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Voices from the South: The impact of the global financial crisis on developing countries

The global financial crisis is already beginning to have an impact on the ?real economy? in poorer countries around the world. However, the debate in the west about the impact of the crisis has largely ignored its impact on the developing world, and the voices of people from these countries are rarely heard. This report presents snapshots of the financial crisis as seen by 21 thinkers, academics and policymakers in 14 developing countries. IDS invited them to present their views on the likely impacts and possible responses to the crisis. Most importantly, results show that developing countries cannot be treated as a homogenous block ? concerns vary significantly across countries, depending on their current economic situation, exposure to specific impacts and capacity to respond. Isolation from world financial markets will not protect the poorest countries, as the indirect impacts are likely to be severe. The report identifies six main pathways of impact: - lower demand for exports. In Bangladesh, orders for ready-made garments from Europe and the US dropped 7 per cent in September. In Kenya, the cut flower industry is suffering as European customers are hit by the crisis; - fall in portfolio and direct foreign investment. Investors shy away from markets that are perceived to be riskier. The Ethiopian Electric Power Corporation has indicated that its investment plans will be severely affected due to the crisis; - falls in exchange rate. The sudden withdrawal of foreign capital from several developing countries has caused dramatic falls in their exchange rate. Companies and governments with substantial foreign currency denominated debts may contract or even collapse as a result; - rising risk premiums and interest rates for developing countries on global capital markets; - decline in remittances from workers in recession affected countries; - foreign aid decline. Richer countries will reduce aid as governments reassess their fiscal priorities during a downturn. This could have particularly negative consequences for Africa. Policy responses must take the following points into consideration: - countries will be affected differently by the pathways listed above. Developing a typography of countries will allow for different responses to address their specific needs; - within national economies some people will have more exposure to the affects than others; - there are governance implications at international and national levels. The authors propose three specific policies: * increase in aid flows * enhancing social protection * restructuring International Financial Institutions.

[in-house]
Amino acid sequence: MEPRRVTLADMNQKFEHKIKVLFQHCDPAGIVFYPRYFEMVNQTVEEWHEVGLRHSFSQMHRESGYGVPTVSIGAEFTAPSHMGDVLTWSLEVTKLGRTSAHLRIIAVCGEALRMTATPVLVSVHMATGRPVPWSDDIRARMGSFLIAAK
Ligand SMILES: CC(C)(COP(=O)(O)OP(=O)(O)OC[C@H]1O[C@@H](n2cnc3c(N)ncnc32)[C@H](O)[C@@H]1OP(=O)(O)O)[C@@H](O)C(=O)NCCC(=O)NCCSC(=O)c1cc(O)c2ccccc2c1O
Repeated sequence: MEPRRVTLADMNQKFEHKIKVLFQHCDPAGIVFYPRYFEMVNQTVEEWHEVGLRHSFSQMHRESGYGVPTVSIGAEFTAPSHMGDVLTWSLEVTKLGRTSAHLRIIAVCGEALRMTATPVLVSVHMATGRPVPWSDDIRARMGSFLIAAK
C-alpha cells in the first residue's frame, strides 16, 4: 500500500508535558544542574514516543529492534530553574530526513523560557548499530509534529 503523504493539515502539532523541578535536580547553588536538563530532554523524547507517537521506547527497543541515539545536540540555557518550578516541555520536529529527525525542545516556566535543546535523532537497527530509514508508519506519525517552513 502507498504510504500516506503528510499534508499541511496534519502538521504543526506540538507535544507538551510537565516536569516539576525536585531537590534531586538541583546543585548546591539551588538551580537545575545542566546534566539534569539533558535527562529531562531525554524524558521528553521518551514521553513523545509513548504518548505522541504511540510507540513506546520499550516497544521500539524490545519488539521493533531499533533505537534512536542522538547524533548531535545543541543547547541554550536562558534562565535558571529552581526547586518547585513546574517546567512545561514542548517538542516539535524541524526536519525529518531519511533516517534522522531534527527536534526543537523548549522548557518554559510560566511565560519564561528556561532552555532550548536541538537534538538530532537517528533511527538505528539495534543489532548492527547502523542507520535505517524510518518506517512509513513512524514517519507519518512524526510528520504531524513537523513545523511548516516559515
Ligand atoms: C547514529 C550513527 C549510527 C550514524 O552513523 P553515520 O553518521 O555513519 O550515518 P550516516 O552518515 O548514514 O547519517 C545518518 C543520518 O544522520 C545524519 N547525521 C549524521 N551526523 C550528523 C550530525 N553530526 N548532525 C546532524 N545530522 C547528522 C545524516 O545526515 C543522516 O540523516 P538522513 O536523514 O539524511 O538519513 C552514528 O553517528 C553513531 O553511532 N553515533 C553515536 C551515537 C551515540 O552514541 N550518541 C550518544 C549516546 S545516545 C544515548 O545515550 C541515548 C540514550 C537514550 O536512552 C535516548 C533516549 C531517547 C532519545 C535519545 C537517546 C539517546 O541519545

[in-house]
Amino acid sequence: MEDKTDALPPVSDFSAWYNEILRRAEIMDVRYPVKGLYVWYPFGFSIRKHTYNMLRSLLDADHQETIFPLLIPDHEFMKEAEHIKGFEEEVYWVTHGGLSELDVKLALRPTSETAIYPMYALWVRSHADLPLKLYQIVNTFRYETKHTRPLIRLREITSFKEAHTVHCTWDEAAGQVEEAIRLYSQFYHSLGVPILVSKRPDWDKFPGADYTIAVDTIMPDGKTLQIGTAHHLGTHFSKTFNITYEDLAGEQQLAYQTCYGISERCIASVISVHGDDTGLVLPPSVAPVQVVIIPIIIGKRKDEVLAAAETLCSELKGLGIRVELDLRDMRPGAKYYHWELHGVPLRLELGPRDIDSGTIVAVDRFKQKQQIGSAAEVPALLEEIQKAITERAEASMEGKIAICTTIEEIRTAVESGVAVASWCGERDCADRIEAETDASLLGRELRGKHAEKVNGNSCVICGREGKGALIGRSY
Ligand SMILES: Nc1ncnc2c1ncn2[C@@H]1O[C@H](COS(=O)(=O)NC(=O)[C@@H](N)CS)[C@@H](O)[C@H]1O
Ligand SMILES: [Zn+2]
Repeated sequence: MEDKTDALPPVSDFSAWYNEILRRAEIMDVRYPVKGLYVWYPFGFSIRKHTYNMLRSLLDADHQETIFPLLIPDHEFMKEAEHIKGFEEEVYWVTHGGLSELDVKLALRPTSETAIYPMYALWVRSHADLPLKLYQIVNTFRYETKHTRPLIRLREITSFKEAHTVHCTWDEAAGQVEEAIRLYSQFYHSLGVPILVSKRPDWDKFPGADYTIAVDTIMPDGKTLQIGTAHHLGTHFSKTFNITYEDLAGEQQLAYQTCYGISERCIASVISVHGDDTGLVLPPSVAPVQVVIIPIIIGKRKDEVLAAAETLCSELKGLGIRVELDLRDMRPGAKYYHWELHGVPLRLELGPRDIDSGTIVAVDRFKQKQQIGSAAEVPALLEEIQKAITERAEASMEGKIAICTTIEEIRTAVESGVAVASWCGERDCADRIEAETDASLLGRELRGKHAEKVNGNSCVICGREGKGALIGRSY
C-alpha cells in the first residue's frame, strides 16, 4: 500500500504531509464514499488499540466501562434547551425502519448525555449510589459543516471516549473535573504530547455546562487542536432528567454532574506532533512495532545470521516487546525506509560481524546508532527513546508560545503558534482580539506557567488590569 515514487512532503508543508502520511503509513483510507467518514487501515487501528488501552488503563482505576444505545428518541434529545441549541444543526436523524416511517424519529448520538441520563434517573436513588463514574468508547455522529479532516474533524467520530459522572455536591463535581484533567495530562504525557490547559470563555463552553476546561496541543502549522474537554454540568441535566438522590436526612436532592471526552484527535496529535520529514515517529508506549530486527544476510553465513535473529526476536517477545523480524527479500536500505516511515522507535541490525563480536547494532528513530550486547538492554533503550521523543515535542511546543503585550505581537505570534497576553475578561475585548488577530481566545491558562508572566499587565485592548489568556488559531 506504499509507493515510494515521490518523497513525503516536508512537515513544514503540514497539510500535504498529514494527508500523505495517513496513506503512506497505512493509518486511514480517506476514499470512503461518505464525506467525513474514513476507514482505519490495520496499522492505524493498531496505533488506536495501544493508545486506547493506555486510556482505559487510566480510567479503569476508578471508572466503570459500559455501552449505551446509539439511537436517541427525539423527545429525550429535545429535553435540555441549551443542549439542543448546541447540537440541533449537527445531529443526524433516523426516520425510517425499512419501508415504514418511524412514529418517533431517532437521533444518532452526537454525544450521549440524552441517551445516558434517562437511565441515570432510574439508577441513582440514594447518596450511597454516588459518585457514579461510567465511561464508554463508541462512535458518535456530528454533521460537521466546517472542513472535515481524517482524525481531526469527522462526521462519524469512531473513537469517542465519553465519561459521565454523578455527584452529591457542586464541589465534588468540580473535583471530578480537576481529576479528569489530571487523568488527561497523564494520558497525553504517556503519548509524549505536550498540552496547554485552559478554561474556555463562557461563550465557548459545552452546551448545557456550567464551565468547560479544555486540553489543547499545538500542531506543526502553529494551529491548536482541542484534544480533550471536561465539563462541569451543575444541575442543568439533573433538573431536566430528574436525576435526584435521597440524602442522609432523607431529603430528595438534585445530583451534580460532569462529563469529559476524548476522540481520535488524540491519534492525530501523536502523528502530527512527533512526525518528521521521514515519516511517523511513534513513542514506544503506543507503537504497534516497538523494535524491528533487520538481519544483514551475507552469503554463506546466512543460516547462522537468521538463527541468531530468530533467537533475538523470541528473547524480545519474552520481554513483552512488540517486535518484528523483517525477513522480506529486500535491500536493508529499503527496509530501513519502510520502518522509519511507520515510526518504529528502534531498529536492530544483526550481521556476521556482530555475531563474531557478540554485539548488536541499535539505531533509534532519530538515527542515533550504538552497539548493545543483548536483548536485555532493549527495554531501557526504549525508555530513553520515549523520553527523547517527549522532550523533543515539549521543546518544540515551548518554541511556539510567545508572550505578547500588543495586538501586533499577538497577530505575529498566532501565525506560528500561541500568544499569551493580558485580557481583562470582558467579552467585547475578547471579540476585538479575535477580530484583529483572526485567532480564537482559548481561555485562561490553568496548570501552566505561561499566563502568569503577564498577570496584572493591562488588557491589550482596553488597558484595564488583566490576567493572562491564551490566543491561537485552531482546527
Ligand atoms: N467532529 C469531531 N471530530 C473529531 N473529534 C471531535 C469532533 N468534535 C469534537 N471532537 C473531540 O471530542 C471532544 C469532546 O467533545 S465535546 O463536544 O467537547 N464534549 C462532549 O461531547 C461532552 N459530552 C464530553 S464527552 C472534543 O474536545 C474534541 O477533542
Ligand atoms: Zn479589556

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    Institute of Development Studies 2008. Eldis: http://www.ids.ac.uk/UserFiles/file/globalisation_team/financial_crisis/Voices%20from%20the%20South%20Report.pdf